The opinions expressed here are not necessarily the opinions of Allpar.
by Steve Kasher
Welcome to the dawn of yet another model year. The calendar of autodom indicates we are now beginning 2002. Looking over most of the lineups there seems a long list of carryover models. That is hardly any surprise. But the last year (maybe two) has started something. Something different. Something I'm not sure even the American manufacturers are aware of. A renaissance? A fresh start? Maybe both.
Most of us in the "Allpar Circle" are aware of the retros available in today's market. Reinterpretations of the Beetle, the T-bird and, well, apparently the '39 Ford Sedan (depending on one's own view of PT Cruisers.)
But more than retro, there is an underlying sense that Ford and General Motors and, hopefully, the Chrysler side of DaimlerChrysler are moving towards both re-establishing the value and definitions of their respective brands. We're seeing GM unifying Cadillacs under the "jewel" style, starting with their revamped Escalade and new Catera replacement, the CTS. Ford Motor Company has established a "Living Legends" studio that will serve to perpetuate the new T-bird, the Mustang and possibly the Forty-Nine. With careful planning and execution, revered nameplates of the past could be successfully resurrected and begin to fortify the Big Three's position in their own domestic market.
From talk through the grapevine, the upcoming LX (Intrepid, Concorde, 300M) is going in two distinct directions. Evolution or Retro. I hold reservations about both avenues. For Chrysler, evolution doesn't seem to work, or at least work well. Most replacements (Neon, Intrepid, Caravan, Stratus) have been evolutionary but none has proven to be as successful as their original counterparts. But with retro, there is the risk of "time-warping" to a degree that creates products that can stale easily and offend buyers who prefer "background' style rather than "Hey, Look at me!"
But I have to nod towards the past. Not literally. Not tailfins or dagmars. Not hardtops or Woodies. The past has elements best left behind. But what was considered American style has ashamedly been morphed towards the European style, and not always with great success. The 85-89 Lancer/LeBaron GTS were half-baked interpretations of Euro-style.
But what exactly qualifies as "American Style". The Germans have certainly adhered to their often-termed teutonic style. The Italians treasure than undeniable sensuousness of the Ferrari, the brutality of Lamborghini. Every Rolls-Royce, from Silver Ghost to Silver Seraph carries the unmistakable opulence of Britain's winged goddess. But American style is as broadly influenced as its multicultural population. And furthermore, how easy could it be to re-establish historical names that were so carelessly tossed by their owners?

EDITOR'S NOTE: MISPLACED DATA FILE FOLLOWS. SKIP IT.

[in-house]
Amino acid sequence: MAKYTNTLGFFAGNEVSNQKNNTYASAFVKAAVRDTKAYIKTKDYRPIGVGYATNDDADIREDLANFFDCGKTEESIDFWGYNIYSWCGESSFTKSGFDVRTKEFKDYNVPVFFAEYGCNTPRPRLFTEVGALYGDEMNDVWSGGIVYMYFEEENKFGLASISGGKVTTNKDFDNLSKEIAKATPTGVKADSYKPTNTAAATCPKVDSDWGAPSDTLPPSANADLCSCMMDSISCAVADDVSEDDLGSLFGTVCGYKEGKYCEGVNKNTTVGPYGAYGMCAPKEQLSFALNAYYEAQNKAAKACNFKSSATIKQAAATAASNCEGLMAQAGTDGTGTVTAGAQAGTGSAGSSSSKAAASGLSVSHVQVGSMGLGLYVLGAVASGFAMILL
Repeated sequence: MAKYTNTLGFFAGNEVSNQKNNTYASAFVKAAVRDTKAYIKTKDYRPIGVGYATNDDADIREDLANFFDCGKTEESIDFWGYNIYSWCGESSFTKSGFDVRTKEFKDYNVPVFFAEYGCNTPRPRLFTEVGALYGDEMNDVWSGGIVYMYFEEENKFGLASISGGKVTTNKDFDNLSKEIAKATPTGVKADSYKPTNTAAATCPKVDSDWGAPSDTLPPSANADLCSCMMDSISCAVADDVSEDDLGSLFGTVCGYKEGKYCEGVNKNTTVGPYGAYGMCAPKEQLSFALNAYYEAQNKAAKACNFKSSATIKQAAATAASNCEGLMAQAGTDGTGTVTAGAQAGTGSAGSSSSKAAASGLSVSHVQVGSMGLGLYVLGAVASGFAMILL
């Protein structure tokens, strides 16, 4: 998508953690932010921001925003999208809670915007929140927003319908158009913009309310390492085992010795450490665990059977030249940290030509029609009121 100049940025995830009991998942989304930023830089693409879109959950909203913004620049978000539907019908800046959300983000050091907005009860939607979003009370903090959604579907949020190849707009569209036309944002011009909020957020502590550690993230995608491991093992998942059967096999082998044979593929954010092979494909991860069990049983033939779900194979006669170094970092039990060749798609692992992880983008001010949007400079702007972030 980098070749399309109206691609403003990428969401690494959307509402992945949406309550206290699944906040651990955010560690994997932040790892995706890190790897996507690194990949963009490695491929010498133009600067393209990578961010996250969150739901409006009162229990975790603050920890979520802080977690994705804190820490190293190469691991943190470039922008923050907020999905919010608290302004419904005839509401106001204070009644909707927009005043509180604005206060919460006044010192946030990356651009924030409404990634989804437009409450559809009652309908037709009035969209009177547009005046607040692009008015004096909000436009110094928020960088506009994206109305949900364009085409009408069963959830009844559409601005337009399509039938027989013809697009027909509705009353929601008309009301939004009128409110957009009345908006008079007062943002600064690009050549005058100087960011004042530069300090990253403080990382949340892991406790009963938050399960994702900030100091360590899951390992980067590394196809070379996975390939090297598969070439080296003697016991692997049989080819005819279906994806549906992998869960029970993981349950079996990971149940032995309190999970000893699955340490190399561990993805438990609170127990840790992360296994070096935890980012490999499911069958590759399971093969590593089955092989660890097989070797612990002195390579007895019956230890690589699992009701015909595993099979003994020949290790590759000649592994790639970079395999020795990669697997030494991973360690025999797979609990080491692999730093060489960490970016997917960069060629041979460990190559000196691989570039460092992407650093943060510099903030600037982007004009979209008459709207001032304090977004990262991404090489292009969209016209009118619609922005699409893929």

It is hard to argue that American management style isn't a bit undisciplined, often ignoring any adherence to heritage for a quick buck or the latest fad. How many SUVs do these people think we'll be able to swallow?
I see American style as unique. As passionate but not necessarily sensual. As "in-your-face" without being offensive. But more than anything that it pays respect to its past, its heritage, to those who toiled in developing forebearers that defined and sustained the company into the 21st century.
And for Chrysler, I am of the belief that they can seize the opportunity to capture and lock in on the "essence of Chrysler". I've heard rumors of the Concorde name being replaced by New Yorker. But why was the New Yorker name tossed only five years ago? Because the decontented version of the LHS wasn't selling so well. But the cache of the New Yorker name was assailed by its creators not the buying public. The LHS name itself was little more than a cheap attempt to appeal to the buyers of alphanumeric cars like LS400, 740i, STS. The LHS name meant nothing and as a result it too has died.
Many of Chrysler's past nameplates have been summarily compromised or tarnished prior to an inevitable demise. Newport, Imperial, Saratoga, Windsor. Even LeBaron, a former coachbuilder of exquisite custom bodies. And in Allpar's forum, I have gone as far as to advance the Newport and Imperial names for consideration on the LX series. Plausible? Well, who would've believed the 300 name could be successfully marketed after most recently being used on a Cordoba. American would appear to forget more quickly than actually forgive.
Chrysler could conceivably create a legitimate LX-based Newport. And it does not have to appear as a cheap rendition of, say, the 300N. The opportunity is there to create a new definition of Newport. And Imperial. And even as a CS Saratoga or Windsor. And they would not necessarily have to emulate their predecessors, but rather clearly define themselves in a way that Exner, Engel or Iaccoca never did. Those guys only wanted to sell cars.
And sell cars they did. But the numbers never remained constant or even close to it. No true "perennial best sellers". If landau roofs and wire wheel covers were in vogue (or not), then they simply had to be added. Historical relevance? Who cared?
Hopefully, and with maybe a few uttered prayers, those burning the candles in Auburn Hills will find themselves in the midst of some true soul searching. And the fruits of their efforts will appear in the coming months as well-executed and thoroughly conceived Chryslers. I wish the best of luck in their endeavors.
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